Telecommunications and Internet converged Services and Protocols for Advanced Networking (tispan); Types of numbers used in an ngn environment




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ETSI TR 184 005 V1.1.1 (2007-11)


Technical Report


Telecommunications and Internet converged Services and Protocols for Advanced Networking (TISPAN);

Types of numbers used in an NGN environment


















Reference

DTR/TISPAN-04010-NGN

Keywords


addressing, name, ID




ETSI

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Contents


Contents 3

Intellectual Property Rights 4

Foreword 4

Introduction 4

1 Scope 5

2 References 5

2.1 Informative references 5

3 Definitions and abbreviations 6

3.1 Definitions 6

3.2 Abbreviations 9

4 Introduction 9

5 Description of the different types of numbers 10

5.1 International E.164 numbers 10

5.2 E.164 numbers in the national formats 11

5.3 Non-E.164 numbers 12

6 Requirements for numbering, naming and addressing 12

6.1 Numbering 12

7 Treatment of numbers in the User Agent in UEs 13

7.1 Simple UA not capable of using a dialling plan 13

7.2 Treatment of emergency numbers and other service numbers 13

7.3 Treatment of dialling plans in the UA 14

7.4 Direct input of E.164 numbers 14

8 Treatment of E.164 numbers in ETSI NGNs 14

8.1 General treatment 14

8.2 Treatment of International E.164 numbers 14

8.3 Treatment of dialled digits 15

8.4 Treatment of E.164 numbers in the national formats 15

8.5 Treatment of E.164 numbers in private/corporate formats 15

A.1 Short codes and special purpose numbers 18

A.2 Location dependent numbers 18

A.3 Other non-E.164 numbers from the ITU-T Recommendation E.164 [1] 19

A.3.1 International special purpose numbers used nationally 19

A.3.2 Network-specific numbers 19

A.3.3 National (significant) numbers with excessive length 19

A.3.4 Prefixes used for Carrier Selection 19

A.3.5 Private/corporate numbers in a private numbering plan 19

History 20



Intellectual Property Rights


IPRs essential or potentially essential to the present document may have been declared to ETSI. The information pertaining to these essential IPRs, if any, is publicly available for ETSI members and non-members, and can be found in ETSI SR 000 314: "Intellectual Property Rights (IPRs); Essential, or potentially Essential, IPRs notified to ETSI in respect of ETSI standards", which is available from the ETSI Secretariat. Latest updates are available on the ETSI Web server (http://webapp.etsi.org/IPR/home.asp).

Pursuant to the ETSI IPR Policy, no investigation, including IPR searches, has been carried out by ETSI. No guarantee can be given as to the existence of other IPRs not referenced in ETSI SR 000 314 (or the updates on the ETSI Web server) which are, or may be, or may become, essential to the present document.


Foreword


This Technical Report (TR) has been produced by ETSI Technical Committee Telecommunications and Internet converged Services and Protocols for Advanced Networking (TISPAN).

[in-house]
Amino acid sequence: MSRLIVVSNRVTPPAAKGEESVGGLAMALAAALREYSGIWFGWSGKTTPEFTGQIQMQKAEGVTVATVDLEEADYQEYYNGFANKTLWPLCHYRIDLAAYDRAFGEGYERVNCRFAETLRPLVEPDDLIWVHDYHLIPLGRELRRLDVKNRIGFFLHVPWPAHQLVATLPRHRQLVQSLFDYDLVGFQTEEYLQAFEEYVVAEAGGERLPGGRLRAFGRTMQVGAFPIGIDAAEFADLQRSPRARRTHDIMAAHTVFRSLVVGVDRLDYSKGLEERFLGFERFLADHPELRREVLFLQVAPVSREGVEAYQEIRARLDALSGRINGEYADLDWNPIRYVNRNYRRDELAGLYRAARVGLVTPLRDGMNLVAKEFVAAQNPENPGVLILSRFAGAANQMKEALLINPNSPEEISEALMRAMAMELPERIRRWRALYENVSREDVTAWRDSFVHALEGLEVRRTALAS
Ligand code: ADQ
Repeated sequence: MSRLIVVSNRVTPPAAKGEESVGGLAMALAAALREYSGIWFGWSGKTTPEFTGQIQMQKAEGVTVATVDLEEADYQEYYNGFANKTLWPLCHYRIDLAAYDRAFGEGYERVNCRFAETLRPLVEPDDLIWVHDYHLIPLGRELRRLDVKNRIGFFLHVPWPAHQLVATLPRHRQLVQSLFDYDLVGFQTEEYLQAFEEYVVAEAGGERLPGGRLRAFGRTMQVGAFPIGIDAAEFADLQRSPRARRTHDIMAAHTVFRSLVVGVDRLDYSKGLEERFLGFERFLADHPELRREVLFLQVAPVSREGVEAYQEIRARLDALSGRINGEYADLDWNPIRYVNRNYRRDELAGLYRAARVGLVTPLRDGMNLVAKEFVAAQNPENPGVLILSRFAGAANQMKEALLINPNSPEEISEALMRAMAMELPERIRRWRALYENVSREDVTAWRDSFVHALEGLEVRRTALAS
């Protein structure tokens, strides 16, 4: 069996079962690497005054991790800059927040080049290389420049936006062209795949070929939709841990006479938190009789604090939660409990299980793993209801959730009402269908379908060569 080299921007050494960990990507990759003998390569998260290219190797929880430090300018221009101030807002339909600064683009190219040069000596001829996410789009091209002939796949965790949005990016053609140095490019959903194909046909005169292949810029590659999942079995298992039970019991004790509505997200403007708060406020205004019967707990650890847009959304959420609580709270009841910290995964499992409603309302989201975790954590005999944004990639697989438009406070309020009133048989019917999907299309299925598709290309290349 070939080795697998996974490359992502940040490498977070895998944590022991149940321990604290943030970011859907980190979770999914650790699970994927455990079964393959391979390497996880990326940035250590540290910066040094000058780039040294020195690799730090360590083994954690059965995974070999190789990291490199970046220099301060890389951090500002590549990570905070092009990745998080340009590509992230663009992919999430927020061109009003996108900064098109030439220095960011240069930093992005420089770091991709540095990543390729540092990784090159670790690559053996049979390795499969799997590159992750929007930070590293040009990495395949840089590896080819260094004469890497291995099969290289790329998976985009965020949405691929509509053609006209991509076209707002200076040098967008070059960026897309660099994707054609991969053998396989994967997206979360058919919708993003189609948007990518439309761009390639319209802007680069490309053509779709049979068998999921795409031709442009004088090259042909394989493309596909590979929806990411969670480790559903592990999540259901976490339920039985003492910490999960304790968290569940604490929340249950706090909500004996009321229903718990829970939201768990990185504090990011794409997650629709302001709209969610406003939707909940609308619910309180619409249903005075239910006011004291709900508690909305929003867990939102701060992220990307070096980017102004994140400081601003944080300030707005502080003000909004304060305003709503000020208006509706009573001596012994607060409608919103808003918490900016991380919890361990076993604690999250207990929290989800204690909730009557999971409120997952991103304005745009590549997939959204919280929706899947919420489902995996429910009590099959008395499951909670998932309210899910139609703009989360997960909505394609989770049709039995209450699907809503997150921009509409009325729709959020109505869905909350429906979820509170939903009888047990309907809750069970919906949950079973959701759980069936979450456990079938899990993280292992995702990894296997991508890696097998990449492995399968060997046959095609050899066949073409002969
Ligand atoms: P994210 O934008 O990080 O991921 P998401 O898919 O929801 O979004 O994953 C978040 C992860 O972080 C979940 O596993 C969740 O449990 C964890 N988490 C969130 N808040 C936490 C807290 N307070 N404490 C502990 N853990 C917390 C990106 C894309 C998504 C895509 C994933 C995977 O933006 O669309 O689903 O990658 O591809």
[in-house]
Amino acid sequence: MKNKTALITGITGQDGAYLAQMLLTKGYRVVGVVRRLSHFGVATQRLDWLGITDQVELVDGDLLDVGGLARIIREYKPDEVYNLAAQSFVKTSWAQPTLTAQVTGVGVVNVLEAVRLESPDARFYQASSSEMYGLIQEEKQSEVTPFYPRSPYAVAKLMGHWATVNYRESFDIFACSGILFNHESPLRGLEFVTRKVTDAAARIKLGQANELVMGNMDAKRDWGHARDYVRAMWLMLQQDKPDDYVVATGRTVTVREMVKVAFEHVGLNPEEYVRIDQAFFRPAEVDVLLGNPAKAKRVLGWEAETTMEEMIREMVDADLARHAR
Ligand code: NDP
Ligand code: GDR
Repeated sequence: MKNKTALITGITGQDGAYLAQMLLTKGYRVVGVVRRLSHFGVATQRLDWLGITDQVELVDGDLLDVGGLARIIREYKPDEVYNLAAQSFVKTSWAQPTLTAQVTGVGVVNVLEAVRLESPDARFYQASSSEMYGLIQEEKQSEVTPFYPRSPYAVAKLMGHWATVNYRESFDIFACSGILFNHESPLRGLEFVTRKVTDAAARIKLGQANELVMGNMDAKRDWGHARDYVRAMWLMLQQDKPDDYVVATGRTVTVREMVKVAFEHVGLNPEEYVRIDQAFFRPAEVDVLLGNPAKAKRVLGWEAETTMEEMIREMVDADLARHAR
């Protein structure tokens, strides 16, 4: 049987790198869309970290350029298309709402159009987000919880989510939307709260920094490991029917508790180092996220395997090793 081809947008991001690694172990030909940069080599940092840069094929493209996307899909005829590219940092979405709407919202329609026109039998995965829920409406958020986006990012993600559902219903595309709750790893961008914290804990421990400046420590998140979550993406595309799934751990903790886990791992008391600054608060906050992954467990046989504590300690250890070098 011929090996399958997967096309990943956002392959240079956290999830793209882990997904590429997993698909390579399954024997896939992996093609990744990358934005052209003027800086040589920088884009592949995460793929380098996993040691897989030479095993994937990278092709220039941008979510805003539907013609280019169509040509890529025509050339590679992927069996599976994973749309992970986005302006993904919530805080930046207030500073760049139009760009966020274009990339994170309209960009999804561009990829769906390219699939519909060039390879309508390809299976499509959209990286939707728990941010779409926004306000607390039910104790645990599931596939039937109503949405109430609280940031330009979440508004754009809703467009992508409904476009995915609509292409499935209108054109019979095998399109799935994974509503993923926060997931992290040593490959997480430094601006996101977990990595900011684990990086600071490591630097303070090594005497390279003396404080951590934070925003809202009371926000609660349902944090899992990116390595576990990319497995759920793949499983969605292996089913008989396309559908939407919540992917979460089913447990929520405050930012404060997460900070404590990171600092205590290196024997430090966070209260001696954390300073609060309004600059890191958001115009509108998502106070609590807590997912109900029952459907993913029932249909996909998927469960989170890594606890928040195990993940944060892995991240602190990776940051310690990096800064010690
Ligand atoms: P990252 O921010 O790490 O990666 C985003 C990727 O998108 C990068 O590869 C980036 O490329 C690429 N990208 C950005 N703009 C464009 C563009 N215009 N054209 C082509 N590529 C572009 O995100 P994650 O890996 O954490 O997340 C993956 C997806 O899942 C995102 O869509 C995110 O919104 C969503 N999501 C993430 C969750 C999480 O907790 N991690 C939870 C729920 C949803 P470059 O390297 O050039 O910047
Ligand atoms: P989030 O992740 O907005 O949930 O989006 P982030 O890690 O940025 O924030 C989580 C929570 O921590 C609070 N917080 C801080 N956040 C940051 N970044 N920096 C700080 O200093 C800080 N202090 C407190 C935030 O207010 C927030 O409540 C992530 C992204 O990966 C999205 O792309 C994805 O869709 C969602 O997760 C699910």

Introduction


The present document covers aspects how international E.164 numbers and E.164 numbers in the national formats should be treated in ETSI TISPAN NGNs. The present document also identifies further work how non-E.164 numbers should be treated.

1 Scope


The present document describes the public identifiers, in the numeric format, used in NGNs: international E.164 numbers, E.164 numbers in the national formats and different types of non-E.164 numbers.

It describes the processing of dialled digits to achieve these numbers and the usage of all these kinds of numbers. For E.164 numbers also the processing to a target name in an NGN environment for further name/number to address translation is explained. The processing (treatment) of non-E.164 numbers is FFS but some initial discussion could be found in annex A.


2 References


References are either specific (identified by date of publication and/or edition number or version number) or non specific.

  • For a specific reference, subsequent revisions do not apply.

  • Non-specific reference may be made only to a complete document or a part thereof and only in the following cases:

  • if it is accepted that it will be possible to use all future changes of the referenced document for the purposes of the referring document;

  • for informative references.

Referenced documents which are not found to be publicly available in the expected location might be found at http://docbox.etsi.org/Reference.

For online referenced documents, information sufficient to identify and locate the source shall be provided. Preferably, the primary source of the referenced document should be cited, in order to ensure traceability. Furthermore, the reference should, as far as possible, remain valid for the expected life of the document. The reference shall include the method of access to the referenced document and the full network address, with the same punctuation and use of upper case and lower case letters.

NOTE: While any hyperlinks included in this clause were valid at the time of publication ETSI cannot guarantee their long term validity.

2.1 Informative references


[1] ITU-T Recommendation E.164 (2005): "The international public telecommunication numbering plan".

[2] ETSI TS 184 002: "Telecommunications and Internet converged Services and Protocols for Advanced Networking (TISPAN); Identifiers (IDs) for NGN".